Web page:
(it was my pleasure to travel to Tsumkwe in Namibia and check the Insulin levels of Healthy San Hunter Gatherers and as expected it was higher than normal, no obesity or Diabetes known among them)
It also fitted into the Thrifty Gene theory, which necessitated a storage hormone to store the energy at times of plenty and to release it when there was a shortage of energy. Insulin was the strong contender
for it. And still is!
From this and an anthropological analysis, I was able to put forward a holistic explanation.
Indians were and some of them are still INSULIN SENSITIVE, which protected them against
Type 2 Diabetes
Non alcoholic Fatty Liver Disease.
The onslaught of outsiders with their peculiar lifestyle and eating habits, combined with oppression, powerlessness, alienation and marginalization became INSULIN RESISTANT.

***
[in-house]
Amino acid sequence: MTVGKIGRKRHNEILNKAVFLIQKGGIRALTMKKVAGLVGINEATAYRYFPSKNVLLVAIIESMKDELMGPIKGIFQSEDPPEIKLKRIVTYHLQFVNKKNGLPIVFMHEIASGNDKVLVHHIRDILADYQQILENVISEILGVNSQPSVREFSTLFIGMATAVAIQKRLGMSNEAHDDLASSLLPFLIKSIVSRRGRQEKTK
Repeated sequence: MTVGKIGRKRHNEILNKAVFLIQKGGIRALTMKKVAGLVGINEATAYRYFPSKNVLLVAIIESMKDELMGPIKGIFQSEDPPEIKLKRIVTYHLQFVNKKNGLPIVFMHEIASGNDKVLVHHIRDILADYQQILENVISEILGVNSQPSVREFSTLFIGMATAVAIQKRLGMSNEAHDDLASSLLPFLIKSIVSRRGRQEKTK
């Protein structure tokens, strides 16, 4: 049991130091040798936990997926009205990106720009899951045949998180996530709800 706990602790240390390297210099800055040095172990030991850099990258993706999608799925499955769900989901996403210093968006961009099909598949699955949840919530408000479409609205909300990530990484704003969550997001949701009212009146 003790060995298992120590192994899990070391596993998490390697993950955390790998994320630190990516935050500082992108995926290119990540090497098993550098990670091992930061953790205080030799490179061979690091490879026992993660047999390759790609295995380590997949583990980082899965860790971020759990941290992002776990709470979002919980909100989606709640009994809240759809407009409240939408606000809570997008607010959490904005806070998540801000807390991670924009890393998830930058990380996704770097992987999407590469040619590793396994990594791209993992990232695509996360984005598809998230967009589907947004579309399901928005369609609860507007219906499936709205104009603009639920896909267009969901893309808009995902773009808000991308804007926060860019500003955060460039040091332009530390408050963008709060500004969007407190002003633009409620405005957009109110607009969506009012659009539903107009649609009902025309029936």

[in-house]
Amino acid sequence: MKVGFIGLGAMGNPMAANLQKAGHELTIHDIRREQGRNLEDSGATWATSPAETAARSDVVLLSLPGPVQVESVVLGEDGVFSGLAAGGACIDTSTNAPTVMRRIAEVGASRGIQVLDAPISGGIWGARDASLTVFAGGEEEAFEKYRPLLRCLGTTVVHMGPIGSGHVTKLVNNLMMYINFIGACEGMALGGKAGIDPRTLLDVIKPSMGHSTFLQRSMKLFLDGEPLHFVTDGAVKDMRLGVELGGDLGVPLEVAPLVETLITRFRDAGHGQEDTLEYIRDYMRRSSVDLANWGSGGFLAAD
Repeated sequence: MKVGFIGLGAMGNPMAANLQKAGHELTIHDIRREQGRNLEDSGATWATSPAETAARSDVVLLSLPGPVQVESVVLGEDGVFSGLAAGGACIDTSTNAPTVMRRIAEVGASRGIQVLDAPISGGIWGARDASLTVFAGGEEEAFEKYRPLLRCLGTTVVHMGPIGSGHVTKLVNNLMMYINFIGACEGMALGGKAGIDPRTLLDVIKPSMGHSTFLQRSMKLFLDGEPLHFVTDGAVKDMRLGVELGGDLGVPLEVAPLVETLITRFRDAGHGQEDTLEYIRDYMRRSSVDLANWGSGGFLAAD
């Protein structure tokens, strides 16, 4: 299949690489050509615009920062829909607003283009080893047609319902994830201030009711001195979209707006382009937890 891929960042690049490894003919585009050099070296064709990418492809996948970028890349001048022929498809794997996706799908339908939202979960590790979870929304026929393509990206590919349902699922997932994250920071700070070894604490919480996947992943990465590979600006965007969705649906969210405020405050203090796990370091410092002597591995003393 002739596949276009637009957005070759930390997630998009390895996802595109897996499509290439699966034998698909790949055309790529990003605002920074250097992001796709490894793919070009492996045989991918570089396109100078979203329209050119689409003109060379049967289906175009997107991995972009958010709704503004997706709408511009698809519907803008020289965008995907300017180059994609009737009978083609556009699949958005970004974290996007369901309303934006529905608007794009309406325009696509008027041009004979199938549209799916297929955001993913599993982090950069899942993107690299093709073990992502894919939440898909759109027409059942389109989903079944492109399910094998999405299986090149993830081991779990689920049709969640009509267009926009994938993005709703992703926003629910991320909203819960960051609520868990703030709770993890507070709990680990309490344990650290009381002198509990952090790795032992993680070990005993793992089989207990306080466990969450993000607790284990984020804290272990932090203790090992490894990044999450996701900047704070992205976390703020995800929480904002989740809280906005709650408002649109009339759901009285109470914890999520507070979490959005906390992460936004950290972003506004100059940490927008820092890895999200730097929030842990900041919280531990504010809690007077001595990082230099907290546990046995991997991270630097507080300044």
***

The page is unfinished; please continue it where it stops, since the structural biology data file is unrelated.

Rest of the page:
It is this conversion that makes them overweight, obese, dyslipidaemic and Diabetic.

Here is where the Anthropological education comes in handy. It differs dramatically from the Biomedical Education such as we are given at Medical School in that it is
It asks the question WHY and not tries to answer it with WHAT which is what the biomedicine does
It takes into consideration the lived in life of the person rather than just the body as it happens in Biomedicine.

My erudite friend from Miami, has this capacity to ask WHY? And he can come up with searing answers that light up another pathway. He asked me, what if HDL-C is just a marker for something else. Here is your answer, my dear friend: It is.
We will ask some more WHY!
Studies like this help us alleviate the suffering of the Indigenous people of OUR AMERICA.
Thank you, dear researcher friends from Meso America and Brasil!
And to Brunel University for giving me such a wonderful Medical Anthropology education.
At a conference given at the Potawatomie Tribe of Kansas in 2006, I had suggested that social factors converted them from being Insulin Sensitive to Insulin Resistant.